People attend a demonstration against Brazilian President Jair Bolsonaro, racism and in support of democracy in Brasilia, Brazil June 7, 2020. REUTERS/Adriano Machado

Black Unity: Brazil and the USA


Allow me to reintroduce myself. My name is Sed Miles and I am a Black man, father, artist, community worker, explorer, activist and researcher. I was raised between Anchorage, Alaska, and Bennettsville, SC, by a single mother and grandmother who helped me to become the first in my family to receive a college education. 

I currently live in Brazil, which has the largest population of Black people than any other country on earth, with the exception of Nigeria. My State and city, Salvador, Bahia, is the country’s largest Black population, making it the Blackest place in the diaspora. In spite of this, Afro-Brazilians face record-high levels of inequality resulting in marginal support for education, health, or workforce development. These inequalities impact Black women and gender-expansive people the most. Those who pursue higher education struggle to finish or have their knowledge seen and shared.

Although this fact is increasingly becoming common knowledge in the States, I believe there is a lack of understanding about what the reality of this nation means to our own. 

That’s why I dedicated my work to building Atlantic Archives- a transnational community organization with the goal of creating a working-class dialogue. Atlantic Archives is a bridge facilitating a long-due conversation between African descendants in the United States and Brazil and an incubator for grassroots organizations in Brazil. Through a global network of support, we assist the most marginalized and underresourced communities in building future resources by using the inspirational archives of their past.

We began in 2018 as a Mellon Foundation-supported, community-engaged research project to connect marginalized groups in Brazil and the United States through community archives. In a few short years, we have grown into a multifaceted organization at the intersections of higher learning, community development, culture and philanthropy.

Our goal is to build the capacity of local organizations to be leaders and change-makers, as well as to inform and influence donors on the pivotal role of civil society in Brazil. Our work is made possible with a growing global network of local organizations, international NGOs, advocates, and donors. Together we collaborate and dialogue about shared issues faced by our communities.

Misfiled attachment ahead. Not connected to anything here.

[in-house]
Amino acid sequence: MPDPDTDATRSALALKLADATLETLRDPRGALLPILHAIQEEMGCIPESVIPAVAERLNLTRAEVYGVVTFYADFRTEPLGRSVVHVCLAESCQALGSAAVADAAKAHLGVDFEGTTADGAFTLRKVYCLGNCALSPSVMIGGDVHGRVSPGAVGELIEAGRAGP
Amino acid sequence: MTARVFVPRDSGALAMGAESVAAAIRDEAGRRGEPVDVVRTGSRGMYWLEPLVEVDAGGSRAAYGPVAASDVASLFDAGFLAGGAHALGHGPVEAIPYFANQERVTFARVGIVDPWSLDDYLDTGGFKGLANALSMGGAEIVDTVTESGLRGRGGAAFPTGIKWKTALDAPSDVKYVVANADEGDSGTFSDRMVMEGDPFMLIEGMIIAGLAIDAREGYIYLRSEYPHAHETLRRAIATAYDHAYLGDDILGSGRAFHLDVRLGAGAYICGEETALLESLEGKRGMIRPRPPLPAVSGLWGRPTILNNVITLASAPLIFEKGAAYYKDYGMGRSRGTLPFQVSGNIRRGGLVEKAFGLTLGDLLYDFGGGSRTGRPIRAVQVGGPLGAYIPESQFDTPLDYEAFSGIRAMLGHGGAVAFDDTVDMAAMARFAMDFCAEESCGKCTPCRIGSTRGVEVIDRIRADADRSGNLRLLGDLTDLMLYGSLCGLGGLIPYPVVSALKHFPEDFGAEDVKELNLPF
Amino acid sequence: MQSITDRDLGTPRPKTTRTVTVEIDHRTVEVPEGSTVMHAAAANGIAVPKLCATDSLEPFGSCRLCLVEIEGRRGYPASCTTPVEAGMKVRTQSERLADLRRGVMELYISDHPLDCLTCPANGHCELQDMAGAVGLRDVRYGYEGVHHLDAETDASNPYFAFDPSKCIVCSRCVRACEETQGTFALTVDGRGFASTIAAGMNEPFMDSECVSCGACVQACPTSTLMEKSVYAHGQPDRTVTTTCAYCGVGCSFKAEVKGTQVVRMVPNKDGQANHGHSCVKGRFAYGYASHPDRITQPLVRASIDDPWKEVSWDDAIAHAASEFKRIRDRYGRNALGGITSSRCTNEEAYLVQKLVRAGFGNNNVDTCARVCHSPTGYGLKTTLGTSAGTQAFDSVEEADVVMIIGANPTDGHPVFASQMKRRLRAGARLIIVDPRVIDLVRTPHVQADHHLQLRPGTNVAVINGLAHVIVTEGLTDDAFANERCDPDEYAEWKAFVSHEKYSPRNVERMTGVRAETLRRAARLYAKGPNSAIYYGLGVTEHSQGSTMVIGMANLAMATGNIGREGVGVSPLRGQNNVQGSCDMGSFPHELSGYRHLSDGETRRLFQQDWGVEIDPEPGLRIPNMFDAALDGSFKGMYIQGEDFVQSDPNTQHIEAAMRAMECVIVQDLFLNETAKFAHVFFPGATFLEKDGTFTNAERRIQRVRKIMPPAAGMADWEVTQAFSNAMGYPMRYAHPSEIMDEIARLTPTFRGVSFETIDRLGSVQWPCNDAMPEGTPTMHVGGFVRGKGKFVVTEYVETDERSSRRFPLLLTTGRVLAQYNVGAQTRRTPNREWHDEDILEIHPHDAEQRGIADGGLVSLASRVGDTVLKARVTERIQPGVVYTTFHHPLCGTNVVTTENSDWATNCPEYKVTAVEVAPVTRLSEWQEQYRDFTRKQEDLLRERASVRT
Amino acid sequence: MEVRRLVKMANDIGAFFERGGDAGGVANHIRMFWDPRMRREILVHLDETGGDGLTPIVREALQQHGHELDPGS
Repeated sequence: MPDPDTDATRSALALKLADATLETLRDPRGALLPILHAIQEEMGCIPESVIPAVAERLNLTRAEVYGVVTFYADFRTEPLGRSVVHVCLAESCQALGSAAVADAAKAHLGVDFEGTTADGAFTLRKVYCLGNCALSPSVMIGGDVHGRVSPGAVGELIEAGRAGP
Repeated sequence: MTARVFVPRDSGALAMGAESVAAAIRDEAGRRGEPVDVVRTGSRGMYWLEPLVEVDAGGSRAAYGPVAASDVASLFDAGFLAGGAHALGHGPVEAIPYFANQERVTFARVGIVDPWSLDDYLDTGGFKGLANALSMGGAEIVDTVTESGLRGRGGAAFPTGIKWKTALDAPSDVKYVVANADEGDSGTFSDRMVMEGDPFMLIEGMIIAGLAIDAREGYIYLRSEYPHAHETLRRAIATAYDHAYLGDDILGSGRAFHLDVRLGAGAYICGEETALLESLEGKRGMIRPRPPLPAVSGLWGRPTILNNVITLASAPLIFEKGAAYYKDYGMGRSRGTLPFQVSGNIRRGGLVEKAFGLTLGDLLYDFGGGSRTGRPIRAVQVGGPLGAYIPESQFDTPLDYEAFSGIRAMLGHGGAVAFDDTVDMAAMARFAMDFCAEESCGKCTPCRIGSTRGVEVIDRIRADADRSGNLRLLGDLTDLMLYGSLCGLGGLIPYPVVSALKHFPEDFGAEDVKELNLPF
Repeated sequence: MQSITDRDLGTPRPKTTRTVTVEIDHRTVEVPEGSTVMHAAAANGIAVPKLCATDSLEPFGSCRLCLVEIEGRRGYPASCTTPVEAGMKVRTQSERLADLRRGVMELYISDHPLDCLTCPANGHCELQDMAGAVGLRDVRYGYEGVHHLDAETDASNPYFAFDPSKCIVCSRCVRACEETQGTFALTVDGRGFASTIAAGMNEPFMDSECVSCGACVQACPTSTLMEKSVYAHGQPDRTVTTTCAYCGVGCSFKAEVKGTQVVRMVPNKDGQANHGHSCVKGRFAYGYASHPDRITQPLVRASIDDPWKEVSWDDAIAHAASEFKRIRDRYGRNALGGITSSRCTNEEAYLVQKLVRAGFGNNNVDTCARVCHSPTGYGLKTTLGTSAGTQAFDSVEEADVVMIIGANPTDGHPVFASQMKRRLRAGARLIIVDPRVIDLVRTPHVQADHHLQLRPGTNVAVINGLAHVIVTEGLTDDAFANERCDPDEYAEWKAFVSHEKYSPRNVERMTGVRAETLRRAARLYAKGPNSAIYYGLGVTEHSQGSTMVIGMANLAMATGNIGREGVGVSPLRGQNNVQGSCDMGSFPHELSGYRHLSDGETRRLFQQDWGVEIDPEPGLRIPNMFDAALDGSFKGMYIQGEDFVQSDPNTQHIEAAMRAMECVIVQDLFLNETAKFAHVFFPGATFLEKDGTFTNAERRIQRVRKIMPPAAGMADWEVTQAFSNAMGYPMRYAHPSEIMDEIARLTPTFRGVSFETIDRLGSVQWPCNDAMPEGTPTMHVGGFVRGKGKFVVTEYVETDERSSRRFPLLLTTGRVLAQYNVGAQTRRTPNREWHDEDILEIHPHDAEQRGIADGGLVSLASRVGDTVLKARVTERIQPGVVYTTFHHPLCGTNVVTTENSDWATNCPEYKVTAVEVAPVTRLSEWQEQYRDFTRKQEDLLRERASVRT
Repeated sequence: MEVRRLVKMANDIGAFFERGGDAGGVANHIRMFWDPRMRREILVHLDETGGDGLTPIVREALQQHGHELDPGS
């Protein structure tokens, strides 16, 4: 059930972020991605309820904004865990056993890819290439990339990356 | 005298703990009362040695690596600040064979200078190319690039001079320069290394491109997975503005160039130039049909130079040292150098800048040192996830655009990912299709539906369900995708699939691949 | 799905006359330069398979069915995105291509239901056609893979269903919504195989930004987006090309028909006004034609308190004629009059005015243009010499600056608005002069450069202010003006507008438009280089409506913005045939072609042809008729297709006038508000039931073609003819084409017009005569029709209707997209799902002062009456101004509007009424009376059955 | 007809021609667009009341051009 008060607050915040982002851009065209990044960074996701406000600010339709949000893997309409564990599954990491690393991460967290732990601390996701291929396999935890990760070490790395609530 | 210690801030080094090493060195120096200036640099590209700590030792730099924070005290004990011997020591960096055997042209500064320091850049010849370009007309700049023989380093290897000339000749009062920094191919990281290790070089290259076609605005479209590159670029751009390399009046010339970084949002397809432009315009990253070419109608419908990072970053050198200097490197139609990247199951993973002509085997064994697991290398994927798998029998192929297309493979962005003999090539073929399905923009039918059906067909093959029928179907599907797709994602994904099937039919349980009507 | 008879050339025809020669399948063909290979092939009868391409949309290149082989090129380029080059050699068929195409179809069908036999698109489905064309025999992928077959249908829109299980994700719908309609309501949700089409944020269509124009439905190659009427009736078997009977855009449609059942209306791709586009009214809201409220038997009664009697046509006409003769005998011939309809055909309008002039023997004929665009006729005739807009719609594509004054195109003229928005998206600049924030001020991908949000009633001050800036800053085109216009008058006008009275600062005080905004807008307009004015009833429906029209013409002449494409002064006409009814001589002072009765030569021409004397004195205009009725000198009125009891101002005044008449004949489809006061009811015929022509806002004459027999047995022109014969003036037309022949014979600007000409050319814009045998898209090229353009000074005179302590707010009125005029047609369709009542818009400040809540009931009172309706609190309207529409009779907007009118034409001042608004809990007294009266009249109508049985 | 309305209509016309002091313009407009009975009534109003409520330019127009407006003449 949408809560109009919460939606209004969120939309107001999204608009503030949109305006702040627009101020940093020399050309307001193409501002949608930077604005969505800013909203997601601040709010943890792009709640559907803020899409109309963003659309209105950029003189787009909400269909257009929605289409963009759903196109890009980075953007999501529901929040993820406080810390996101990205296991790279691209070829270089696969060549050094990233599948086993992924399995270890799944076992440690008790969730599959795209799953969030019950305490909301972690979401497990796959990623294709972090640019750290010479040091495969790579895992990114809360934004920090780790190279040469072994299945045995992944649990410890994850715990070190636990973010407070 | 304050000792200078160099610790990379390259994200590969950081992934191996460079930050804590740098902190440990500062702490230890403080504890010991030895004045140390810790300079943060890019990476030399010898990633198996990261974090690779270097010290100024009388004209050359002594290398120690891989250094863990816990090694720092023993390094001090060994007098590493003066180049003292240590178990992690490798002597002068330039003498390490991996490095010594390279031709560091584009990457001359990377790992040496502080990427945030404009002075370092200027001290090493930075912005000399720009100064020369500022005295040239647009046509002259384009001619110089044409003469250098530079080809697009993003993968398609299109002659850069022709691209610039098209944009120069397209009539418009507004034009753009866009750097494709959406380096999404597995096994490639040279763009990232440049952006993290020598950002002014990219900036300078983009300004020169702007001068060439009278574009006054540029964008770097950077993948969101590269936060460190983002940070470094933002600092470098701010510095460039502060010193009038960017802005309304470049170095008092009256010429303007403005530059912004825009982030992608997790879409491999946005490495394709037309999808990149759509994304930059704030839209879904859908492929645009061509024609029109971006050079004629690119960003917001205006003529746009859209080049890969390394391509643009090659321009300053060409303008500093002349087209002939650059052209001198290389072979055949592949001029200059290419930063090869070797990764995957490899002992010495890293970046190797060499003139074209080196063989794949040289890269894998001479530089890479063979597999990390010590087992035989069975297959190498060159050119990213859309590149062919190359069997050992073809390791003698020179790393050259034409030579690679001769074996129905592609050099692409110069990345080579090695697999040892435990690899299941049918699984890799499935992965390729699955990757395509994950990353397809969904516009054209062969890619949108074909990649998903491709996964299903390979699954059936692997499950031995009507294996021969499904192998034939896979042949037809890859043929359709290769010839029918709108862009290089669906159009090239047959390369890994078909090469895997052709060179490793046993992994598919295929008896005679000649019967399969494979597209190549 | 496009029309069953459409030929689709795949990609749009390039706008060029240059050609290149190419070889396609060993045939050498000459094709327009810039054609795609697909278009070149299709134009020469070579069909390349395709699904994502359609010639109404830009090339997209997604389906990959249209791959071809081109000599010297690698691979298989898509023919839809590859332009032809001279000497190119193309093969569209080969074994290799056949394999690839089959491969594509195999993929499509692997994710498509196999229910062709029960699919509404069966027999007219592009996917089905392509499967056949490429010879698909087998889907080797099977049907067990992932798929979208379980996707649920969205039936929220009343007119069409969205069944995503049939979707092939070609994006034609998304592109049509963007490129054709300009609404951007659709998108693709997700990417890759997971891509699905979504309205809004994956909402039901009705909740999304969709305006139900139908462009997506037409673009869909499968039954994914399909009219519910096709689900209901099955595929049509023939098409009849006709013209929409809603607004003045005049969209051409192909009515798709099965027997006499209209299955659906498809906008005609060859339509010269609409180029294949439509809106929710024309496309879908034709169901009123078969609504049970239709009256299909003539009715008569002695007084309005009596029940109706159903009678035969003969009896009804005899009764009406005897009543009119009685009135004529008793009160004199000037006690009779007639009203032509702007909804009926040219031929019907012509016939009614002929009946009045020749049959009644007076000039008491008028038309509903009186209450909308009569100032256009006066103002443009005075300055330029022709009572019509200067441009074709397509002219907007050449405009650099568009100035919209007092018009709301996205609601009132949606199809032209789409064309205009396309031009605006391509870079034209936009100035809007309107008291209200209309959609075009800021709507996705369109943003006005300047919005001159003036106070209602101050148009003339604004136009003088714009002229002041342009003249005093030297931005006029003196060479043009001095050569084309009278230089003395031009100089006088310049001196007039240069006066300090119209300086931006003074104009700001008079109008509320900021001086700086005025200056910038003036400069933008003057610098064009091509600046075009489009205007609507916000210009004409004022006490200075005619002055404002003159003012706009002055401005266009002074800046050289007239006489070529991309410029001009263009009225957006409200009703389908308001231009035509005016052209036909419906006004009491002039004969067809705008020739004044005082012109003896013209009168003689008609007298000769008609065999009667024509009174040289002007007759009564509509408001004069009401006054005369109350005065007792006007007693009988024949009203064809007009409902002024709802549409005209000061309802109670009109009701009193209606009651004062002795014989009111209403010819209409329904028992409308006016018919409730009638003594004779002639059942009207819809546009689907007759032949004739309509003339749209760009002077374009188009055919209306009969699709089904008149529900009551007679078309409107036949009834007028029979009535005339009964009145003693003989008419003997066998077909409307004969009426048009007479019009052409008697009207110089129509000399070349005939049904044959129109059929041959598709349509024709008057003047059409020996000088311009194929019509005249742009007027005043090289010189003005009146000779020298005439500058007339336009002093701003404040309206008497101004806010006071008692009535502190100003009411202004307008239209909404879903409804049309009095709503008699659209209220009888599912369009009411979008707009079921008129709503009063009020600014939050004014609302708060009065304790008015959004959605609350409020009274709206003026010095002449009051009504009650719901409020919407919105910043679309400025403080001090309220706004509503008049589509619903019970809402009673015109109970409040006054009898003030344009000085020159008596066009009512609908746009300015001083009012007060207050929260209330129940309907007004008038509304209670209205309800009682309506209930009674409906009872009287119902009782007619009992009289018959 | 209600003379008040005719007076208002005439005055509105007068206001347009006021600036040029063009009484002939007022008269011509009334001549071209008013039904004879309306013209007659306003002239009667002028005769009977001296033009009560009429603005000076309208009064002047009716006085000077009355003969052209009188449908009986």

What’s next?

This summer, Atlantic Archives is full of activity.  I’ve stayed relatively quiet while I have tried to build up this diverse network of creative projects, fellowships, and mutual aid programs. But now I am ready to make some noise. 

I honestly don’t know where to start… but during the next couple of weeks, I will share all the exciting work, important figures and activism of the Atlantic Archives global movement.

Transnational projects like the Odu Film Festival and Black Freedom Fellowship were created by a group of queer Haitian American and Afro-Brazilians. This project brings together artists from around the world to stimulate the local economy and create networking and leadership opportunities for Black Brazilians.

We highlight activism projects like Black Women Radicals, created by Dr. Jaimee Swift. Their annual “Protect Black Women March” featured the work and legacy of slain Afro-Brazilian leader Marielle Franco.

Dr. Swift brought her “school for Black Feminist Politics to Salvador in July to collaborate with Atlantic Archives and highlight the work of local, unsung Black feminist activists.

The From Below documentary film series by Atlantic Archives and Karen Hunter Media.

From Below is a short documentary series directed by me and produced by Karen Hunter Media. I interview working-class, first-generation educated Black people from Brazil and the United States to combine into a unique dialogue that is desperately missing from our local and international political discourses.

We cover modern topics relevant to both communities, which, when examined together, shed light on how are linked historical struggles have prepared us for a shared future filled with revolutionary possibilities.

Our first film in the series is about the fight for mandatory Black education in Brazil and the United States. Among others, Professor Greg Carr of Howard University (USA) and Public School Principal Tarry Christina discuss the fight for equal education. Here’s a clip.

This is only a taste of the work we are doing to unite Black communities in Brazil and the United States. Our growing list of international collaborations is proof that the Black community in the United States understands the importance of diasporic networks.

Big thank you to Karen Hunter and the Knubia family for their support and motivation.

Follow us on Instagram today to stay informed on our upcoming events and projects.

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